Myanmar's military clearance operations in northern Rakhine State are being carried out “lawfully”, the investigation commission led by Vice President Myint Swe concluded after wrapping up a three-day field visit to Maundgaw. The announcement comes as Human Rights Watch released a report accusing the military of complicity in the burning of villages, an accusation the commission denies.
Secretary of the investigation commissinon U Zaw Myint Phay told The Myanmar Times it would be necessary to collect more facts before submitting a report and making the findings public.
“We plan to visit the Maungdaw area [another two or three] times,” he said, adding that it wasn’t clear when these trips would take place, and that the 13-member taskforce would need time to analyse the data already collected.
“It is too early to comment further on this investigation,” he said.
The commission has been charged with identifying the root cause of a series of lethal attacks on border guard posts beginning on October 9, as well as probing the veracity of subsequent grave rights abuse allegations. The area has been under a near-total lockdown during the ongoing military “sweeps”, while at least 90 people have been killed and around 27,000 people have fled to neighbouring Bangladesh by the UN’s count.
In a statement released on December 14, the commission said there had been no attacks or burnings since November 22.
According to the commission’s statement, Muslim villagers requested that those arrested for questioning be released to their families if they have not been formally charged. Some 48 have been released so far, with the commission reportedly set to cooperate with the Ministry of Home Affairs and the Rakhine State government to establish the guilt or innocence of the hundreds remaining in detention.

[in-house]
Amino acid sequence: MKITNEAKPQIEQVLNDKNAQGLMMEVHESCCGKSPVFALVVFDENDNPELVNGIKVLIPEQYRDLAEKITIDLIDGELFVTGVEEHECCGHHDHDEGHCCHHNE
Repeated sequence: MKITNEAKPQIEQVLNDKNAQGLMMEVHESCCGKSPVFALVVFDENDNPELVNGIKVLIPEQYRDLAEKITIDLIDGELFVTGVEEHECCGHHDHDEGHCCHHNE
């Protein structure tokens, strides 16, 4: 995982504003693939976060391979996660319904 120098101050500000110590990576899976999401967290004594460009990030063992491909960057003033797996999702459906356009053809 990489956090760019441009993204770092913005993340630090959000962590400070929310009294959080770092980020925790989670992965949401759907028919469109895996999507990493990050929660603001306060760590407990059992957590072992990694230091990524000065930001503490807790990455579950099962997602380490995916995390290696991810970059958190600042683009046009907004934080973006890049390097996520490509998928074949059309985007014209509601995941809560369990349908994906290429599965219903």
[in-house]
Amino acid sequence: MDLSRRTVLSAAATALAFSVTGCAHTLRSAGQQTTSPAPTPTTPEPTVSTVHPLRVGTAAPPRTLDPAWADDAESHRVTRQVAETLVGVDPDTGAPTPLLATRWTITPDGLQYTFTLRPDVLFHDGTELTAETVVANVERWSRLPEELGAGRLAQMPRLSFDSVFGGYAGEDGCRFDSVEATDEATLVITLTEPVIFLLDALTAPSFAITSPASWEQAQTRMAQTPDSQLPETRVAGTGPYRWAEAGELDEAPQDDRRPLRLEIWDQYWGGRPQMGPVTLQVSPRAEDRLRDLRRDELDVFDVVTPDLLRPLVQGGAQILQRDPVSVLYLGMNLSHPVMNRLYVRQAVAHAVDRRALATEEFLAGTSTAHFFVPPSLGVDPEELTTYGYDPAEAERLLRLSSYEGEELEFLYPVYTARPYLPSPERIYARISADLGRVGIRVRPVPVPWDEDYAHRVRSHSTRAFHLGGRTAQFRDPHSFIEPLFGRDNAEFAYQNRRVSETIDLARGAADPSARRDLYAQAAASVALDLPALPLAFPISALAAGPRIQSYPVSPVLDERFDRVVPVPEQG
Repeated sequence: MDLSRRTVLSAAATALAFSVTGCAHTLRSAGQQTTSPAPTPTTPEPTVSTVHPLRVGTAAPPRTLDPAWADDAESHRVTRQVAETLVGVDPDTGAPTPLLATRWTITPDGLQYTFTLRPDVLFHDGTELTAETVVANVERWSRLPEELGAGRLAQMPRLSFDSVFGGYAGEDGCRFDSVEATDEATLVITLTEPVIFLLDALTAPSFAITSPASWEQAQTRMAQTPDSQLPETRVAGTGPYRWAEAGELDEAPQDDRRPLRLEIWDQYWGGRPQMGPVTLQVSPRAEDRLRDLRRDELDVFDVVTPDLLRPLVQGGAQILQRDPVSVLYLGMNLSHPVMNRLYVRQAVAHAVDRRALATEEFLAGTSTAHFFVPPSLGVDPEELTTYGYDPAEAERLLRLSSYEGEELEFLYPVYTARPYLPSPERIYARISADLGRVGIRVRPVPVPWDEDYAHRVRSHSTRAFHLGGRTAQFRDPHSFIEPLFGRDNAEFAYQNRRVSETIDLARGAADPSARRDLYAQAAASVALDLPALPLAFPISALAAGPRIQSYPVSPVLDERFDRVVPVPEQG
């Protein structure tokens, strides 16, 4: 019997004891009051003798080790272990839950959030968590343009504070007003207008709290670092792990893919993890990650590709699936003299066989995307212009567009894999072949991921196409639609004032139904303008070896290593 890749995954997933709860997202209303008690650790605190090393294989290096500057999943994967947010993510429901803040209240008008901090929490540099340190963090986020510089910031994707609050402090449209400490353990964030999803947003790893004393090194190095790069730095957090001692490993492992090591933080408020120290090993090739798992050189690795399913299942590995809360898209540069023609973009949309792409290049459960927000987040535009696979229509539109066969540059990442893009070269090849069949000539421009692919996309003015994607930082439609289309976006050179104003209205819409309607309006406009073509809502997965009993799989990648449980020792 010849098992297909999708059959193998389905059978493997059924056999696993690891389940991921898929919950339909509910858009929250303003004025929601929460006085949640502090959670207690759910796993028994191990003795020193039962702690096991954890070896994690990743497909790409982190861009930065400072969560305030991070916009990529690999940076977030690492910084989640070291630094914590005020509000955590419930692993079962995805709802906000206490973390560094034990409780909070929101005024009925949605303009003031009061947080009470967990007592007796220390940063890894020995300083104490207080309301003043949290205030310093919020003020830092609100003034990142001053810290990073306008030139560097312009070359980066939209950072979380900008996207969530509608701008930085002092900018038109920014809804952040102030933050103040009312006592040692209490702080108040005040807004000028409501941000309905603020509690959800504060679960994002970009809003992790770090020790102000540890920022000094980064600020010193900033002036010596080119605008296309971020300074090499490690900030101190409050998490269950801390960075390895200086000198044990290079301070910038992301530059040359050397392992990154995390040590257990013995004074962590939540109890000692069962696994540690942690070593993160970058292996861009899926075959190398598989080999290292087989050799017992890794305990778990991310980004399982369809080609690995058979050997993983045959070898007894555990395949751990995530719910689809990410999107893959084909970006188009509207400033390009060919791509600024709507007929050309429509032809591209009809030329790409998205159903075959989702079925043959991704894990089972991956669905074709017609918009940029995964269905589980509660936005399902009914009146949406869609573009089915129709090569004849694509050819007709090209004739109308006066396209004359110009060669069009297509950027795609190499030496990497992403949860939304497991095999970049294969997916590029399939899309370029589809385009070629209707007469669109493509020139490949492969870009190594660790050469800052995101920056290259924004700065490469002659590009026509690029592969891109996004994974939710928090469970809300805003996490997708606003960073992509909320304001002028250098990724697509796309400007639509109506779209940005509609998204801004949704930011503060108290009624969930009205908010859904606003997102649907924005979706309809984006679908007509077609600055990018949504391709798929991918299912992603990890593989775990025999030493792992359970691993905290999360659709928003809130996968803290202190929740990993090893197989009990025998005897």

Much of the statement revolved around refuting allegations made in a December 10 article published by The Guardian, in which a woman who had fled to Bangladesh from Kyet Yoe Pyin village said seven of her eight children had been killed by soldiers, that she and two of her daughters were raped, and that her husband had also been killed.
According to the statement from the commission, villagers from Kyet Yoe Pyin said “no incidents of this kind occurred in their village and said they have never seen or heard of [the woman]”.
The commission’s statement said residents of Ngakura village pointed the finger at outsiders for an arson attack on the local bazaar.
Earlier this week, US-based Human Rights Watch released new satellite images that they say show 1500 buildings razed in the villages of Kyet Yoe Pyin, Dar Gyi Zaw and Yae Khat Chaung Gwa Son.
HRW said that collected testimony, along with image analysis, places responsibility for the burnings “squarely” with security forces, and was “consistent with military forces advancing westward rather than militants or local residents haphazardly setting fires”.
“HRW documented systematic building destruction in villages on three occasions after government forces reportedly came under attack in the area, suggesting a reprisal element to the arson,” the HRW report read.
These villages were not addressed directly in the commission’s statement, but when asked about the report’s findings, U Zaw Myint Phay said he had not seen evidence of fire damage matching the extent to which the international community has been claiming.
“There is an exaggeration which is the result of wrong news sources. It could not be hidden if those amounts of rapes and burned [building] cases had really happened,” he said.
President’s Office spokesperson U Zaw Htay could not be reached for comment about the report.